4). How do I write my resume?
Preparing Your Search
1).The resumé: The first rule about resumé writing is that there is no absolute way to write a resumé. Should it be one page or two, should it have an objective listed or not, should I put in a summary of qualifications? At Harris Heery we suggest a somewhat simpler approach.
Remember that just as a bad resumé will make a statement about you, a resumé that is too slick and polished will convey the message that you are a professional job hunter. The goal is to develop a resumé that is somewhere in between.
The original goal of a resumé was to educate someone about your background but it is this fact which more often seems to be overlooked by most people. A good resumé is an educational tool. The overall tone should be that the person who is reading my resumé knows nothing about me or my company. My resumé will educate the uneducated. Too many resumé writers assume that the person interviewing them knows all about their company and we all know what happens when we assume.
Some suggested formats can be found at the back of this section, but first look closer at each section of the resumé:
A). The Objective: In general, we do not recommend an objective. A good resumé, like a good interview, should leave the reader with a sense of direction as to where your career is heading. It should be a building block process where a trained eye can almost predict where you will be down the road in your career. The only time we recommend an objective is when your career has gone from its original
B). Qualifications Summary: "Ambitious and energetic fourteen year professional with excellent general management skills including." This summary is quite simply a waste of line space not to mention that it almost never gets read. Let your credentials speak for themselves. They are, of course, what you are really selling.
C.) Education: Education should always follow your employment history. You are not getting hired based on where you went to school, but rather because of what you've done after school.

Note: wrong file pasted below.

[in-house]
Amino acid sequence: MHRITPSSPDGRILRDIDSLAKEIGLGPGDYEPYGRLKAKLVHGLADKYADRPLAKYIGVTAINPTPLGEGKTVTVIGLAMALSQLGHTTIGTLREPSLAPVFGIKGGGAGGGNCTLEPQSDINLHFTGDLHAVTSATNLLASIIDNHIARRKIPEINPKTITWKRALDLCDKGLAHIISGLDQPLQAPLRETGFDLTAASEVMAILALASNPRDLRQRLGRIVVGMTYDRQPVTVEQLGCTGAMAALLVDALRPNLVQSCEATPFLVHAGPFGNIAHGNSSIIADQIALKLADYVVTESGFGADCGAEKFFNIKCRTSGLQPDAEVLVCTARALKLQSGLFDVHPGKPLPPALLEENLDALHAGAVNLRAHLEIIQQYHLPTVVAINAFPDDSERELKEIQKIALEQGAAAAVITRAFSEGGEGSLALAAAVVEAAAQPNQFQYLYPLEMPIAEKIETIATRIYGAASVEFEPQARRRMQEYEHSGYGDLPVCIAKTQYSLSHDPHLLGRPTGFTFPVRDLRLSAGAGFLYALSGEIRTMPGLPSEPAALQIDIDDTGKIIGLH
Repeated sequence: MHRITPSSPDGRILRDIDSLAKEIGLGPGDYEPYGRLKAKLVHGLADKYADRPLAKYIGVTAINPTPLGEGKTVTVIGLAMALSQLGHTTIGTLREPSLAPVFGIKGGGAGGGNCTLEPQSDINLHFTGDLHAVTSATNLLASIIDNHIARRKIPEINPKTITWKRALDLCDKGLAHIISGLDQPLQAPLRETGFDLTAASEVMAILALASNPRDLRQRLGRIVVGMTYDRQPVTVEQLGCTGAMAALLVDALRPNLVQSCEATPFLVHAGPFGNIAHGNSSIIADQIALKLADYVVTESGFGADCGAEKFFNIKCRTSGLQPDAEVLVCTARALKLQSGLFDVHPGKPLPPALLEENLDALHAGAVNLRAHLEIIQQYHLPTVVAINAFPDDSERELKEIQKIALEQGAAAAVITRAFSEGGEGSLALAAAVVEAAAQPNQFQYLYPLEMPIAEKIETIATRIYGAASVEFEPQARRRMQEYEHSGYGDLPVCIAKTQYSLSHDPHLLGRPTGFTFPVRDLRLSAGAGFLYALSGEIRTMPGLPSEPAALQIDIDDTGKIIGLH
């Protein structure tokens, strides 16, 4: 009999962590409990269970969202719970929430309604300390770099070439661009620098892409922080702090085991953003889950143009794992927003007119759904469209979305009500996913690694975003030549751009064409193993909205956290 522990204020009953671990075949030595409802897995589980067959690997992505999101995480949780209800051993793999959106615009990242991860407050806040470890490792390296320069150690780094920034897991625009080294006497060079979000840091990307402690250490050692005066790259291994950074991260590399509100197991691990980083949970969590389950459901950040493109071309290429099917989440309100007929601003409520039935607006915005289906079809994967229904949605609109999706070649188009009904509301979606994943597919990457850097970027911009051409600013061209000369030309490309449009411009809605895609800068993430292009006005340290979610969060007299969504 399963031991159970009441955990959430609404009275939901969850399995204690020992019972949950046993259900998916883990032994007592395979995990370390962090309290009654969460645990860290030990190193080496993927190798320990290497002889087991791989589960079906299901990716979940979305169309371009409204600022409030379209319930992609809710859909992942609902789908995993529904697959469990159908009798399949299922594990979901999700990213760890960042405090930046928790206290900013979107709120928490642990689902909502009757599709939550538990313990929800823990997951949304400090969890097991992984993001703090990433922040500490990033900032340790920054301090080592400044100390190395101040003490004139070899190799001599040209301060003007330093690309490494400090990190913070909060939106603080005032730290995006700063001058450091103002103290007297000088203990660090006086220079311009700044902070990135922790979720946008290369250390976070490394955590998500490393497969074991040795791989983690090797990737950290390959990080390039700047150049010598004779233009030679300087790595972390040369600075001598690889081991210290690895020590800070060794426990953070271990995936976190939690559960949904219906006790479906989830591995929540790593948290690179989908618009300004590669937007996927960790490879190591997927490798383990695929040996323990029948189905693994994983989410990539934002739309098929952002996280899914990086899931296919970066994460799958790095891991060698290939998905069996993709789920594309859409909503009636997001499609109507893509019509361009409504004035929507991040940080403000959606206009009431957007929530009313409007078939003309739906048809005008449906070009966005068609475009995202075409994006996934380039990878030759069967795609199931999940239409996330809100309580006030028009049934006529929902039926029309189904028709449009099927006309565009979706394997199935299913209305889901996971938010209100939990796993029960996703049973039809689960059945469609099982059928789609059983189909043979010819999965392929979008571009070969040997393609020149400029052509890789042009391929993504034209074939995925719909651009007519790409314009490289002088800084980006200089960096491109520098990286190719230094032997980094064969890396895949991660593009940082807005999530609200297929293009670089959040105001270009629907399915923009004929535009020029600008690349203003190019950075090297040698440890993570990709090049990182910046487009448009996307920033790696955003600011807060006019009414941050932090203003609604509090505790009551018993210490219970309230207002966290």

D). Employment History: This is the real meat and potatoes of your resume. The general rule to remember is that you are educating the reader. Assume that the reader knows nothing about you, your company or your position and, with that in mind, try and provide a foundation for the reader. Briefly clarify for the reader your company in terms of who they are, their size, types of products they make and any other information which is important. Now that the reader understands your company, explain your job. What should someone who works for your company and holds your title be doing on an on-going basis? The focus here is really in your daily responsibilities such as reporting relationships, budgets, interaction with other corporate functions and external suppliers. Finally, now that the reader understands your company AND your function, explain what you have done. Where have you left your fingerprints on the organization? Why is the company better now than before you joined? What will be your legacy at the company? Don't forget that you are writing this resume with a goal in mind. That goal or target is based on your marketing plan so try and select examples throughout your resume which support your marketing plan and its direction.
E). Personal: While not essential, we recommend including whatever personal information you feel comfortable sharing with your reader. This kind of information, if presented properly, provides the reader more about your than just credentials and therefore gives your candidacy greater depth.
Your Harris Heery contact would be happy to provide you with a sample resume format that you may want to consider.